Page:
Page 3 of 6 Diversify! Diversify! Diversify! YALSA Symposium Review by Maria Falgoust When I attend a conference or symposium, I fall in love with my job all over again and feel inspired to work harder and read more! In general, the librarians that I meet are open, generous, enthusiastic and have a great sense of humor; making me proud of my career choice. Since I made my decision to become a librarian, I've been committed to trying a variety of conferences: ALA annual, ALA midwinter once, YALSA symposium, and American Independent School Librarians. Each has its share of strengths and weaknesses but all have been worthwhile experiences. Most recently, I attended YALSA's Diversity, Literature and Teens: Beyond Good Intentions symposium (held in Albuquerque, NM). The best part was the preconference: On Beyond Stonewall: The Uphill
Journey of Young Adult Fiction with Gay/Lesbian/Queer Content, 1969-2010. Not only did I walk away with a fabulous reading list, but I also learned about the history of the GLBTQ characters in young adult literature. It's come a long way! Now we at Saint Ann's are working on enriching our collection to include more books that feature GLBTQ, multicultural, international and disabled characters. Here are some tidbits I learned:
• The first young adult
book featuring a gay character was I'll Get There. It Better Be Worth the Trip by John Donovan in 1969 and the publishing house was terrified that it was going to make waves, but it didn't.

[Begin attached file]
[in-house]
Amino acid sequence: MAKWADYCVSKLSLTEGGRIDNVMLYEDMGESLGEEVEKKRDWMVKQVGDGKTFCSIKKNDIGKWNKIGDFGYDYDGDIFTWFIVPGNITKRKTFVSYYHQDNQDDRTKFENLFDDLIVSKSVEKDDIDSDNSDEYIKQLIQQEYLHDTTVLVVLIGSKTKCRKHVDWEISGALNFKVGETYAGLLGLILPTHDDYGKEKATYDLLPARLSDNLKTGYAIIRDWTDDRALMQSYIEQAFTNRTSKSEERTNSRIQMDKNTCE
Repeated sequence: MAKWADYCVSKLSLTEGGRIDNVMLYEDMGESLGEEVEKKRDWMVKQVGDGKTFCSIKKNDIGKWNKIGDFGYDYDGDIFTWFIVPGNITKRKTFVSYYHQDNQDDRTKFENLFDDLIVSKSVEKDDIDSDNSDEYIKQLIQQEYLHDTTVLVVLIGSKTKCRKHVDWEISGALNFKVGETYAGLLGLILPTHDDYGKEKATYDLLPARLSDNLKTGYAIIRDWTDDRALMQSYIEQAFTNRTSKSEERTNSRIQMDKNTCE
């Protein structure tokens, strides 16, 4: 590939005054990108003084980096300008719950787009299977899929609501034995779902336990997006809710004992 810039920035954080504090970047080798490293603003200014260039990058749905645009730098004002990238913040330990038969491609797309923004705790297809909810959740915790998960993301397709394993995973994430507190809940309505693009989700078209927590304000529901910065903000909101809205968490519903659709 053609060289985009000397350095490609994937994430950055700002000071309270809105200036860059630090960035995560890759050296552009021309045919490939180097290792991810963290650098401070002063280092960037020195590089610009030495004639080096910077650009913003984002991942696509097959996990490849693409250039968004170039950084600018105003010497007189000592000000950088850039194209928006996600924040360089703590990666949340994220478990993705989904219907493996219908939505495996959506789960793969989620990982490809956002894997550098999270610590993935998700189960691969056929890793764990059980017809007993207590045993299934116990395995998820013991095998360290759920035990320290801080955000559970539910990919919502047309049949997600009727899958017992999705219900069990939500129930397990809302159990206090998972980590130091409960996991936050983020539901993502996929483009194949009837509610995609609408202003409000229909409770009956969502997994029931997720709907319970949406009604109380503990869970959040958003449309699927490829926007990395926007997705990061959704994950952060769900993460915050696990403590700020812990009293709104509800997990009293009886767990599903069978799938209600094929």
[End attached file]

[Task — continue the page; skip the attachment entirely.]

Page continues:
• It wasn't until 1976 that the first lesbian novel,
Ruby by Guy Rosa appeared.
• It took a really long time
for the idea that a gay community even exists to appear in this literature.
• In mainstream comics,
gay characters are rarely portrayed as sexual beings.
Sometimes it is hard to imagine taking time off to attend a conference (because our work is never done!) but conferences are truly worth the time and effort. Maria Falgoust is a librarian at St. Ann’s School.
• Speaking of which, do
you know about yaoi manga? It focuses on male homosexual romantic relationships and is written for women!
• According to the
presenters: there have been approximately 385 GLBTQ young adult titles published between 19692010.
To access the lists and papers mentioned above, please visit: http://yalsayalitsymp10. ning.com/ http://www.yalsa.ala.or g/jrlya/
BookFest Returns…@BankStreet Or, the Literary Event that Could by Angela Ungaro At long last, the dark clouds have parted and the sun has come out: BookFest is back! BookFest is an “an event devoted to the celebration, discovery, and discussion of books for children and teens.” At this day-long event, authors, illustrators, editors, reviewers, and educators take part in panel discussions and breakout sessions. BookFest was originally founded over 40 years
ago by a faculty member at Columbia University. The event has been celebrated and hosted by several fine NYC institutions which most recently includes Bank Street College of Education.
literature luminaries including keynote speaker, Laurie Halse Anderson; “Funny Guy” panelists and authors, Jon Scieszka, Mac Barnett, and David Yoo; and children’s literature expert, Leonard Marcus.
Thanks to the concerted efforts of Bank Street librarian, Lisa Von Drasek, and event coordinator, Ellen Greene, members of the vibrant NYC literary community were able to enjoy children’s and YA
This event is not to be missed! Get on the new mailing list today (http://bit.ly/cOs5n0). Angela Ungaro is a Middle School Librarian at Brooklyn Friends School.
Featured Guests & Speakers (pictured above) For more pictures and information visit BookFest@BankStreet on Facebook!